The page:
Object 3: Facetune

May 26, 2021

Object 3: Facetune

This object is the combination of an original photograph and a “facetuned” version of it. The FaceTune app was developed by LightTricks (2013) to allow users to edit their physical appearances in photographs. The 2 images above exemplify how a woman could edit her appearances, and thus the drastic yet realistic visually perceptible differences between them.2 Exploring these differences is interesting from a TOK perspective as they highlight how firstly technology can be used to capture a true visual representation of someone, but secondly how it can be used to create a false representation in a manner that seems reliable. Technology can be used to communicate false, visually acquired knowledge convincingly and thus influence how we learn about our world through generated images.

A knowledge feature is the mechanism and/or ways of knowing through which it is produced and/or communicated. To what extent an image is reliable is a subjective judgement. The images generated by FaceTune may seem reliable as they are viewed through individuals’ sense perception meaning that individuals produce knowledge from what they see. Humans often trust what they see through experience as reliable, for example if one person was to only see the edited image and not the original then it would lead them to believe that is how the person looks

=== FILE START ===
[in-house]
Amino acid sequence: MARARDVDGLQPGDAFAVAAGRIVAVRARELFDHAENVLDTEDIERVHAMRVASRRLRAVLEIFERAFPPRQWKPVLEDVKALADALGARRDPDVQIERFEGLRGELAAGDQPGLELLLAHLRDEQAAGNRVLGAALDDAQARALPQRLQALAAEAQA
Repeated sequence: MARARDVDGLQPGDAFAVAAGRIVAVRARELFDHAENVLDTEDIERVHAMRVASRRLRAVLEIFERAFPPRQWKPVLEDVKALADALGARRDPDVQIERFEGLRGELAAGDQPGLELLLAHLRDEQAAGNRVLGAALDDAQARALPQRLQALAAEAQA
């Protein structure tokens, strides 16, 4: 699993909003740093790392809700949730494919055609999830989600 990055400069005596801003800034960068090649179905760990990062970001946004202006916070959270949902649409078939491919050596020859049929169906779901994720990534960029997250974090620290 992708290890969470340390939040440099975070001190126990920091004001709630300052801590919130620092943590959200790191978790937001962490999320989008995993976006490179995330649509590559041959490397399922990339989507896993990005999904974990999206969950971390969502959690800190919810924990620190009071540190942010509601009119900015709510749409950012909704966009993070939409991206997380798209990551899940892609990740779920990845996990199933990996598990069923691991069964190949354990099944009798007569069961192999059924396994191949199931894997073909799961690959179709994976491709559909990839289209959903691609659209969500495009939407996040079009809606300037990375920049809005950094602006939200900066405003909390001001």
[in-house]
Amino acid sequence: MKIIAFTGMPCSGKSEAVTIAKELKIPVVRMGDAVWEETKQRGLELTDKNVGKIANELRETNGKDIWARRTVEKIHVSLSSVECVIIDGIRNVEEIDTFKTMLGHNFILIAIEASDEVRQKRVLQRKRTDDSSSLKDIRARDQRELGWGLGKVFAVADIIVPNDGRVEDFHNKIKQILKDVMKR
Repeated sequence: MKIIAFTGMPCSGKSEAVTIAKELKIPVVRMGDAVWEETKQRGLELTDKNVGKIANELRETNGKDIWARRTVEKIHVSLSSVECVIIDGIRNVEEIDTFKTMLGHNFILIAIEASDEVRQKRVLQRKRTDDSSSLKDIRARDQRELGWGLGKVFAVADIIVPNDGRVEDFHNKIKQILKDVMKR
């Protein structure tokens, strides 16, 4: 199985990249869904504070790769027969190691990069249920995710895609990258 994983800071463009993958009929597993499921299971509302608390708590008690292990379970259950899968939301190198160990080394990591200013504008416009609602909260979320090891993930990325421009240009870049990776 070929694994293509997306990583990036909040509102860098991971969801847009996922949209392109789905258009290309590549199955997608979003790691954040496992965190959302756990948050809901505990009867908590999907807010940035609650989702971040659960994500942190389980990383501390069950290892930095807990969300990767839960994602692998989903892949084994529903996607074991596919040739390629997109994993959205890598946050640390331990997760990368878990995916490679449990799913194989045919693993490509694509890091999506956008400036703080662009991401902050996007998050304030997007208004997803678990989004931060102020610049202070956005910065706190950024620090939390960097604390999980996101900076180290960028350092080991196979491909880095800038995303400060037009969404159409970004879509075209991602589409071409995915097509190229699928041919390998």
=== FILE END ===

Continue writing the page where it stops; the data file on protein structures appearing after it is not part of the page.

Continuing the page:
A feature impacting judgments of reliability is a learner’s pre-existing knowledge of a subject or the technology used to produce claims. The FaceTune image within this chosen object may be deemed unreliable by those who saw the original photograph, personally know the subject or can identify FaceTune images from tell-tale signs. Pre-existing rational knowledge of a technology and its capabilities can impact how someone judges whether or not a knowledge source and claim is reliable. This object’s combination of an original photograph with its FaceTuned version highlights how real world knowledge issues arise when when images are judged reliable by viewers with no pre-existing knowledge of photographed individuals, especially when used for official identification purposes.


  1. TRUMP TWEET – Cbsnews.com. 2020. Trump falsely claims he won the election; Twitter flags the tweet. [online] Available at: <https://www.cbsnews.com/news/trump- tweet-claims-he-won-election-twitter-flags/> [Accessed 9 April 2021].
  2. Google Translate Translate.google.co.uk. n.d. Before you continue. [online] Available at: <https://translate.google.co.uk> [Accessed 9 April 2021].
  3. FACETUNED IMAGE – Insider. 2020. I asked influencers to edit my selfies and turn me into an entirely different person, and it just reminded me how damaging it is to chase an unattainable idea of perfection. [online] Available at: <https:// www.insider.com/influencers-edited-my-photos-to-make-me-look-completely- different-2020-6> [Accessed 6 April 2021].
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